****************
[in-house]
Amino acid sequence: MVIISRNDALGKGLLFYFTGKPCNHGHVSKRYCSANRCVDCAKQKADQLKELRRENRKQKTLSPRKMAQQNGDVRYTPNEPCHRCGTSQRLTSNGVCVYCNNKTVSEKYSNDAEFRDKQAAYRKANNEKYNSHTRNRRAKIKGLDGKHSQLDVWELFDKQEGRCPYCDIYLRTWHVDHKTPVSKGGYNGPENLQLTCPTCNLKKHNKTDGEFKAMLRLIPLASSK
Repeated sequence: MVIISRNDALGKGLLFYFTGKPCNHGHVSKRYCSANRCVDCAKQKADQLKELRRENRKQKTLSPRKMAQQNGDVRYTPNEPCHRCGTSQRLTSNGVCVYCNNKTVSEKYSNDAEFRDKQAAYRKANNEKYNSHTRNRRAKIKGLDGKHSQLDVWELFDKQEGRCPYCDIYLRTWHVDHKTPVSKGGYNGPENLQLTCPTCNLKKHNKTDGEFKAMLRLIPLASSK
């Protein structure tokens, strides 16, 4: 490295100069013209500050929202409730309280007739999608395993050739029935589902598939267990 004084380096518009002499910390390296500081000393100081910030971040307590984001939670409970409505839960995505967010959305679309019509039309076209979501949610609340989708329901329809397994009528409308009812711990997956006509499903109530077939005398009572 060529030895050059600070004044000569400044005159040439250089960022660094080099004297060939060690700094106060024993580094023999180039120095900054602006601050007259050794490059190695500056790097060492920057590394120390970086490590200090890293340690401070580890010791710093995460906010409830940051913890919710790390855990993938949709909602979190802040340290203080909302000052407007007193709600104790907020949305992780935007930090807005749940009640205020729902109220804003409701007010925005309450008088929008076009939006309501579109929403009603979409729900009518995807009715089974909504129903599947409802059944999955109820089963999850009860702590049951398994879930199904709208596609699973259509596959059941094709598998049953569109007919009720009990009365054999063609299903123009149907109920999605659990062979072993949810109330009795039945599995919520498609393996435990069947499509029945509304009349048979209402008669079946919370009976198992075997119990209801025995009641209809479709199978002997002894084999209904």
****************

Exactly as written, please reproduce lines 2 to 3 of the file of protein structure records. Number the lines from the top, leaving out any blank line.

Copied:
Amino acid sequence: MVIISRNDALGKGLLFYFTGKPCNHGHVSKRYCSANRCVDCAKQKADQLKELRRENRKQKTLSPRKMAQQNGDVRYTPNEPCHRCGTSQRLTSNGVCVYCNNKTVSEKYSNDAEFRDKQAAYRKANNEKYNSHTRNRRAKIKGLDGKHSQLDVWELFDKQEGRCPYCDIYLRTWHVDHKTPVSKGGYNGPENLQLTCPTCNLKKHNKTDGEFKAMLRLIPLASSK
Repeated sequence: MVIISRNDALGKGLLFYFTGKPCNHGHVSKRYCSANRCVDCAKQKADQLKELRRENRKQKTLSPRKMAQQNGDVRYTPNEPCHRCGTSQRLTSNGVCVYCNNKTVSEKYSNDAEFRDKQAAYRKANNEKYNSHTRNRRAKIKGLDGKHSQLDVWELFDKQEGRCPYCDIYLRTWHVDHKTPVSKGGYNGPENLQLTCPTCNLKKHNKTDGEFKAMLRLIPLASSK